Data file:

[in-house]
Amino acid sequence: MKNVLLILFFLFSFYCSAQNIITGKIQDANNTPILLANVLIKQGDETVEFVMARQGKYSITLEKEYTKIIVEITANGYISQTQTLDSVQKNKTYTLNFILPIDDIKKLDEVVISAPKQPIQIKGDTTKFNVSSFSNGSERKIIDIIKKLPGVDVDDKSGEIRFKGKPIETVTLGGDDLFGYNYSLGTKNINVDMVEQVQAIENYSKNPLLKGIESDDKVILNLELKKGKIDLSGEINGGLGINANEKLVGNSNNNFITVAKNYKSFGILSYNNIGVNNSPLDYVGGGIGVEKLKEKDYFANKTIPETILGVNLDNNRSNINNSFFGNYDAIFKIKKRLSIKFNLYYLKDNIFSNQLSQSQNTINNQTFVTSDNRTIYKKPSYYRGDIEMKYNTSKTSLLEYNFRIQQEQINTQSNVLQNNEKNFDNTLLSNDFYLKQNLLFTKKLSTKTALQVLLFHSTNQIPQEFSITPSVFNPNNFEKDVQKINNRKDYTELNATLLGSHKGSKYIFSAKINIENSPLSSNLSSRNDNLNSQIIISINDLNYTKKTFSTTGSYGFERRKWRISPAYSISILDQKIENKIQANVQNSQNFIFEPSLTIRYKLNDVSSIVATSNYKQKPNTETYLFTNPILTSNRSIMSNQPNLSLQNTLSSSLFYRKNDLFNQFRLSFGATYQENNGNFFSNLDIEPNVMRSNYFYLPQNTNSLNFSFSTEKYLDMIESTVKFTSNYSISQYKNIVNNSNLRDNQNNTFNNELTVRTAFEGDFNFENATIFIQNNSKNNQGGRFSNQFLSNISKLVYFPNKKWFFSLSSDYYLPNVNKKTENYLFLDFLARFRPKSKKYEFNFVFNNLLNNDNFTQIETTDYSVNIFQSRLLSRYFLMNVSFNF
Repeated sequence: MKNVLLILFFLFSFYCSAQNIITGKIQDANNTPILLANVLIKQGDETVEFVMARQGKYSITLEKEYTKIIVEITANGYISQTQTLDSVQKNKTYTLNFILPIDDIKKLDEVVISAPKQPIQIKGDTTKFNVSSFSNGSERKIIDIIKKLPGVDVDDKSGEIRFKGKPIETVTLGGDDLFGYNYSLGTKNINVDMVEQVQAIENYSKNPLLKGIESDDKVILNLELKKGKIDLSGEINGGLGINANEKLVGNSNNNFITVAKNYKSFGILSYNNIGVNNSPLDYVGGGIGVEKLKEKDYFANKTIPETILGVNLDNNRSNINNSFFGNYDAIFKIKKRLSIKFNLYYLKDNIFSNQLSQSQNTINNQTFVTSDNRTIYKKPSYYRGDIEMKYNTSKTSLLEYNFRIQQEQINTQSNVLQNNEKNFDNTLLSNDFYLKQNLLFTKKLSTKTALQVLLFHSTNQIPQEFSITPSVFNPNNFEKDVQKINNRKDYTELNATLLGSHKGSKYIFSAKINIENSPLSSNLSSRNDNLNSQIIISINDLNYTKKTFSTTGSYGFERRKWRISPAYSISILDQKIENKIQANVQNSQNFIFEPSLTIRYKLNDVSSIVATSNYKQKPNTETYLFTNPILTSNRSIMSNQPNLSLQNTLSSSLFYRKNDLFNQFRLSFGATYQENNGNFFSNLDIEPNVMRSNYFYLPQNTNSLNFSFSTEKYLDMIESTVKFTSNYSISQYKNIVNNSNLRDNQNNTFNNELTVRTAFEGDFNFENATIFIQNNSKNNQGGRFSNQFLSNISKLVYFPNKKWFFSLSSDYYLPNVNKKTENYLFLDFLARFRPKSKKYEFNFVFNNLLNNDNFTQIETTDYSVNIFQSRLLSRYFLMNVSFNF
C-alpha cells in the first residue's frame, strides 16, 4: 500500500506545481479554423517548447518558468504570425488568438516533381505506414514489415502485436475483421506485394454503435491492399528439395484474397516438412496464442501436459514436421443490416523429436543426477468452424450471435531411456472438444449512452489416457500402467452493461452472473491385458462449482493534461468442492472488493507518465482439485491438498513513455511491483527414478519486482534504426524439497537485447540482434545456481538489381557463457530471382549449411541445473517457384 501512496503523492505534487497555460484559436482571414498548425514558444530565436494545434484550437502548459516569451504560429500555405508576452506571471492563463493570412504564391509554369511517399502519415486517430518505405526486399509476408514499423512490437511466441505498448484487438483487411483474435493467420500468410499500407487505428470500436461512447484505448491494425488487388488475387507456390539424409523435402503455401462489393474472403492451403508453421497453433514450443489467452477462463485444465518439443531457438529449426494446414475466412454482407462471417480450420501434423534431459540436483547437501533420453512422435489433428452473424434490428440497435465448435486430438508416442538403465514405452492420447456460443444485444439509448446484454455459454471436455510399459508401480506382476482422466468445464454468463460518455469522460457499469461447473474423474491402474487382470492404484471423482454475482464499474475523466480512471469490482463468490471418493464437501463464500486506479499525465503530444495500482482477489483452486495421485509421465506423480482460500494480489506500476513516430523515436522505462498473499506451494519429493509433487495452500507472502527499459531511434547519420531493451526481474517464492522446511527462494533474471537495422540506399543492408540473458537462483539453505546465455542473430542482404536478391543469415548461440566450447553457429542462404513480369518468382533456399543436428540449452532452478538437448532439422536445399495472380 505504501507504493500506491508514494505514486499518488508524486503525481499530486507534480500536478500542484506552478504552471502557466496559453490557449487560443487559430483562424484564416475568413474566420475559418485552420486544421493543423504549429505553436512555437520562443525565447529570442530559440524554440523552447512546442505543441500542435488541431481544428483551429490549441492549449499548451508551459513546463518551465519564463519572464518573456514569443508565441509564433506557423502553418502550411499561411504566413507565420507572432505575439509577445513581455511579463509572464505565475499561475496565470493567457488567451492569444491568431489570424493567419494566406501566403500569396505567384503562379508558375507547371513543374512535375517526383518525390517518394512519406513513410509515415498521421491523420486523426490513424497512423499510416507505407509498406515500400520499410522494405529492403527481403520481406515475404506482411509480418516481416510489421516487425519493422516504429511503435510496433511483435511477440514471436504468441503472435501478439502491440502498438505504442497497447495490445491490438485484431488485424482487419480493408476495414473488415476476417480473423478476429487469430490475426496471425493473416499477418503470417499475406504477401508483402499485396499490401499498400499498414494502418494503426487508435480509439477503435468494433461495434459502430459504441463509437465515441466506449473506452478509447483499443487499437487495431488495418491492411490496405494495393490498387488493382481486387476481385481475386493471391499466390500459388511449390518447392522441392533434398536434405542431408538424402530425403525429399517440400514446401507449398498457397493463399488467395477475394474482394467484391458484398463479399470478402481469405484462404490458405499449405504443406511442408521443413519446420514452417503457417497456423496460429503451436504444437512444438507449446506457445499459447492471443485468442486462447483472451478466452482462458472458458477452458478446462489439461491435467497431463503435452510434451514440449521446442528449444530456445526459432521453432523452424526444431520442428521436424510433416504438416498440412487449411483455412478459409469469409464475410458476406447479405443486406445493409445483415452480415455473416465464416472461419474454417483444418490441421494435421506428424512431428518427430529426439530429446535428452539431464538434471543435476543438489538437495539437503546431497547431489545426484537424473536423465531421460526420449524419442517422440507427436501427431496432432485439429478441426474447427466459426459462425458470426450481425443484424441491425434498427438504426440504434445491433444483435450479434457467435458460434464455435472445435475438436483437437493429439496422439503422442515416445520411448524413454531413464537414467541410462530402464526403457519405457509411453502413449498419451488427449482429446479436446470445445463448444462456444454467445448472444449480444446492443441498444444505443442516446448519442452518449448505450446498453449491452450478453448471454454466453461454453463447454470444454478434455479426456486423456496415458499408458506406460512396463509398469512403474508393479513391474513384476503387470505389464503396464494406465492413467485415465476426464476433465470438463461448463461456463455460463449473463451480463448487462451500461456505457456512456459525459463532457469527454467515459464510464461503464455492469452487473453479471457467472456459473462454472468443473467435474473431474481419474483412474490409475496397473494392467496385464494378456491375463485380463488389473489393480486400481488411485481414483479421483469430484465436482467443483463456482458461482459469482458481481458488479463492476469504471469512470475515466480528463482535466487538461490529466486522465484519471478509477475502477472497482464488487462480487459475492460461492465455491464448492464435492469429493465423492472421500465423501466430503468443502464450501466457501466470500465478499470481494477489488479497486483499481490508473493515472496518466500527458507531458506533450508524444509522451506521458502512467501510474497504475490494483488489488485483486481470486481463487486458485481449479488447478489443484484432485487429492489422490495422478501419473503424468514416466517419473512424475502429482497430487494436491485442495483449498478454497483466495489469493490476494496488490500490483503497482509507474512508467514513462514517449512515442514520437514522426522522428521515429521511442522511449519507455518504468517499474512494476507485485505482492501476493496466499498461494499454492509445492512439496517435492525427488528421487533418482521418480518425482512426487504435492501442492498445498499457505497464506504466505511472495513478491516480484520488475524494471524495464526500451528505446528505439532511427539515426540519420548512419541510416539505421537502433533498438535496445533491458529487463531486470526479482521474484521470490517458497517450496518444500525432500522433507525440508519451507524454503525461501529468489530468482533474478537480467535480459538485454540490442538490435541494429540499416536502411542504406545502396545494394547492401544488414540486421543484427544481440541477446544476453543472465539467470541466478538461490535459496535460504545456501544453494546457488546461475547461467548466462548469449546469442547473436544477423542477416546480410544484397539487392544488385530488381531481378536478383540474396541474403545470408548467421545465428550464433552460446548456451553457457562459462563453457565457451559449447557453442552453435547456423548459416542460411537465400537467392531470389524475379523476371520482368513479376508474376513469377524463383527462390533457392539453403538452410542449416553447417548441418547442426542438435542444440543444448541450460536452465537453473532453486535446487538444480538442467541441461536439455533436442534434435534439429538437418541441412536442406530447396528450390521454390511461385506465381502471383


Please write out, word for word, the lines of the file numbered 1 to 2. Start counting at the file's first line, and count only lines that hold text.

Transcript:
[in-house]
Amino acid sequence: MKNVLLILFFLFSFYCSAQNIITGKIQDANNTPILLANVLIKQGDETVEFVMARQGKYSITLEKEYTKIIVEITANGYISQTQTLDSVQKNKTYTLNFILPIDDIKKLDEVVISAPKQPIQIKGDTTKFNVSSFSNGSERKIIDIIKKLPGVDVDDKSGEIRFKGKPIETVTLGGDDLFGYNYSLGTKNINVDMVEQVQAIENYSKNPLLKGIESDDKVILNLELKKGKIDLSGEINGGLGINANEKLVGNSNNNFITVAKNYKSFGILSYNNIGVNNSPLDYVGGGIGVEKLKEKDYFANKTIPETILGVNLDNNRSNINNSFFGNYDAIFKIKKRLSIKFNLYYLKDNIFSNQLSQSQNTINNQTFVTSDNRTIYKKPSYYRGDIEMKYNTSKTSLLEYNFRIQQEQINTQSNVLQNNEKNFDNTLLSNDFYLKQNLLFTKKLSTKTALQVLLFHSTNQIPQEFSITPSVFNPNNFEKDVQKINNRKDYTELNATLLGSHKGSKYIFSAKINIENSPLSSNLSSRNDNLNSQIIISINDLNYTKKTFSTTGSYGFERRKWRISPAYSISILDQKIENKIQANVQNSQNFIFEPSLTIRYKLNDVSSIVATSNYKQKPNTETYLFTNPILTSNRSIMSNQPNLSLQNTLSSSLFYRKNDLFNQFRLSFGATYQENNGNFFSNLDIEPNVMRSNYFYLPQNTNSLNFSFSTEKYLDMIESTVKFTSNYSISQYKNIVNNSNLRDNQNNTFNNELTVRTAFEGDFNFENATIFIQNNSKNNQGGRFSNQFLSNISKLVYFPNKKWFFSLSSDYYLPNVNKKTENYLFLDFLARFRPKSKKYEFNFVFNNLLNNDNFTQIETTDYSVNIFQSRLLSRYFLMNVSFNF